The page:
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Wal-Mart And The Economy

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Jonathan Scharrer

Quinta English

Professor Scharf

May 5, 2003

Mount St. Helen's is a volcano that was more dangerous than people thought in the past. It was giving signs to the new settlers that came in, that it would erupt very soon by puffing out ash. Some ignored it and just thought of it as another mountain. The history of the eruption of Mount St. Helen's is very informative and was very damaging to land, animals, and people.

Indians that came to Mount St. Helen's way before it erupted heard from their ancestors that it was a volcano and not a mountain. They also told them that it had erupted in the past so they should be careful around it. Newcomers came and the Indians tried to tell them that it was a volcano, but they just ignored them. The volcano even puffed out ash occasionally as a warning that this was no mountain it was a volcano.

Years before the main eruption, the volcano had perfect slopes from lava flow and ash deposits in the past. The earth would even occasionally shake and rumble from the volcano. Scientists said that giant slabs of the earth's crust rub together to form pockets of magma. That magma worked its way to the surface of Mount St. Helen's.

Mount St. Helen's started to become active again in 1842 when it had its first mini eruption. A reporter noted, "Vast columns of lurid smoke and fire...which after attaining a certain elevation, spread out in a line parallel to the horizon and presented the appearance of a vast table supported by immense pillars of convolving flame and smoke." (Staffs of the Daily News, Longview, Washington) Between 1842 and 1857, Mount St. Helen's was very active and had many small eruptions. It would eventually die down and not awaken for another 123 years.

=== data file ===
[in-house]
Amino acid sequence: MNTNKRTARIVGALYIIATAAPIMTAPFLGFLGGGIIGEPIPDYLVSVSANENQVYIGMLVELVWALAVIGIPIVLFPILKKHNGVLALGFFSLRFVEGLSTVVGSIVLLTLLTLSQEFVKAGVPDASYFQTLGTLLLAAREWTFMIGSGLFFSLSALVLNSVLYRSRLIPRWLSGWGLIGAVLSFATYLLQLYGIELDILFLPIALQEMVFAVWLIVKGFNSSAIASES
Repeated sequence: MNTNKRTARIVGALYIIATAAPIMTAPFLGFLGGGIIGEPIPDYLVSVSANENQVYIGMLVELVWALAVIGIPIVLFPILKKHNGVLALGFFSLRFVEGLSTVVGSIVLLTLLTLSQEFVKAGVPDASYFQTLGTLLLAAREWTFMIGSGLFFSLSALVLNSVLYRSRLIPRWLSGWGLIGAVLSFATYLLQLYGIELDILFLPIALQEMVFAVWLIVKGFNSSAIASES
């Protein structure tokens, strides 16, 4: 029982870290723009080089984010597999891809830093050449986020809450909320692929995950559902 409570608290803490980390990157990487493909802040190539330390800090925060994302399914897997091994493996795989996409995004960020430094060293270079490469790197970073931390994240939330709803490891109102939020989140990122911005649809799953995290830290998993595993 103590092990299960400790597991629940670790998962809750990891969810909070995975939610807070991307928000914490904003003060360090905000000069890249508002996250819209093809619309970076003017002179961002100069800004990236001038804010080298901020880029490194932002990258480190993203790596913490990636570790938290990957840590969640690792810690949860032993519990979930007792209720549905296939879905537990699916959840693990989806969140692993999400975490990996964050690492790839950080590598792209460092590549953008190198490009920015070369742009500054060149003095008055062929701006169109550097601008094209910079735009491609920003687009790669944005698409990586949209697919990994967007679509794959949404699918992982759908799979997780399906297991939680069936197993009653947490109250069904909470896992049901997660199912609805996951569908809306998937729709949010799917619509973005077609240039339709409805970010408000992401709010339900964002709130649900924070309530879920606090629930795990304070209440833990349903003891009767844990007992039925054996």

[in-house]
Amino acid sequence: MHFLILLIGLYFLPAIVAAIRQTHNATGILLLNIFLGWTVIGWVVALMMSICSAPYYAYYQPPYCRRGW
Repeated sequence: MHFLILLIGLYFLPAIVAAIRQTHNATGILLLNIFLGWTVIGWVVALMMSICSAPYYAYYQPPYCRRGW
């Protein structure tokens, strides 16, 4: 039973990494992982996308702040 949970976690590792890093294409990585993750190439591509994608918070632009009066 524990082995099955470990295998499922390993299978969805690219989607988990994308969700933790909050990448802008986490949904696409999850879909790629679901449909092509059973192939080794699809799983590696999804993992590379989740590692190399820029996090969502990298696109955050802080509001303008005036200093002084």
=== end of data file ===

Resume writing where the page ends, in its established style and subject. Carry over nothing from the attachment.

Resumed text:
One hundred and twenty three years later on March 17, 1980, an earthquake hit and activated the volcano. A mini eruption occurred but didn't harm anything. On March 20 an earthquake hit once again to stir it up for more action. On March 27, Mount St. Helen's had another mini eruption, this time shooting ash four miles into the air. It left a crater two hundred and fifty feet wide and sixty feet deep. This was the beginning of what was to come. A reporter said, "There was a hole in the snow on the north side of the peak. It was smudged with black ash, and the top, especially the north side, was shattered." (Bill Stewart) From March 17 and on many little eruptions occurred until the main eruption in May. Between mid-April to mid-May the volcano bulged 500 feet from its original surface.

The eruption came at a sudden time, and on May 18, 1980, Mount St. Helen's erupted covering two hundred thirty two square miles with ash. A reporter quoted, "At 8:32 A.M. on May 18, 1980, an earthquake of magnitude 5 on the Richter scale shook the loose bulge on the north flank, which set off the eruption. (Lambert, M.B., Seattle) Just eight minutes after the eruption, the gas and ash cloud traveled ten miles killing Keith Ronnholm who was taking photos of the eruption.